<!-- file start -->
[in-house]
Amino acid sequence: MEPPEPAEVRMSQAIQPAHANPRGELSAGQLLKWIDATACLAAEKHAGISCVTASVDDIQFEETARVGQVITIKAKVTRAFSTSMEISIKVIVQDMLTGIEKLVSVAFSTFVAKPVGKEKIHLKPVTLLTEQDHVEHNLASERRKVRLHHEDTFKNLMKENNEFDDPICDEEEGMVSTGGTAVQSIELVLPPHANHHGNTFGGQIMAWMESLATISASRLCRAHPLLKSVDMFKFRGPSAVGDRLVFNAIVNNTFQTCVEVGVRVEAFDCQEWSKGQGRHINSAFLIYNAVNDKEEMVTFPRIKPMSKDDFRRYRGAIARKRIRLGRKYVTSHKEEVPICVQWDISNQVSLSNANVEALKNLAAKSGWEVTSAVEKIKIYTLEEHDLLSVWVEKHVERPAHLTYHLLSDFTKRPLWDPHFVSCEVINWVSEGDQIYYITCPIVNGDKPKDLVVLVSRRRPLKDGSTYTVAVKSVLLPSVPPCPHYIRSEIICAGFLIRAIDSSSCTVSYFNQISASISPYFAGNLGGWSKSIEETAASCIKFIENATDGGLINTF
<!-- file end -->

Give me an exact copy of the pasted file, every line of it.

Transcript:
[in-house]
Amino acid sequence: MEPPEPAEVRMSQAIQPAHANPRGELSAGQLLKWIDATACLAAEKHAGISCVTASVDDIQFEETARVGQVITIKAKVTRAFSTSMEISIKVIVQDMLTGIEKLVSVAFSTFVAKPVGKEKIHLKPVTLLTEQDHVEHNLASERRKVRLHHEDTFKNLMKENNEFDDPICDEEEGMVSTGGTAVQSIELVLPPHANHHGNTFGGQIMAWMESLATISASRLCRAHPLLKSVDMFKFRGPSAVGDRLVFNAIVNNTFQTCVEVGVRVEAFDCQEWSKGQGRHINSAFLIYNAVNDKEEMVTFPRIKPMSKDDFRRYRGAIARKRIRLGRKYVTSHKEEVPICVQWDISNQVSLSNANVEALKNLAAKSGWEVTSAVEKIKIYTLEEHDLLSVWVEKHVERPAHLTYHLLSDFTKRPLWDPHFVSCEVINWVSEGDQIYYITCPIVNGDKPKDLVVLVSRRRPLKDGSTYTVAVKSVLLPSVPPCPHYIRSEIICAGFLIRAIDSSSCTVSYFNQISASISPYFAGNLGGWSKSIEETAASCIKFIENATDGGLINTF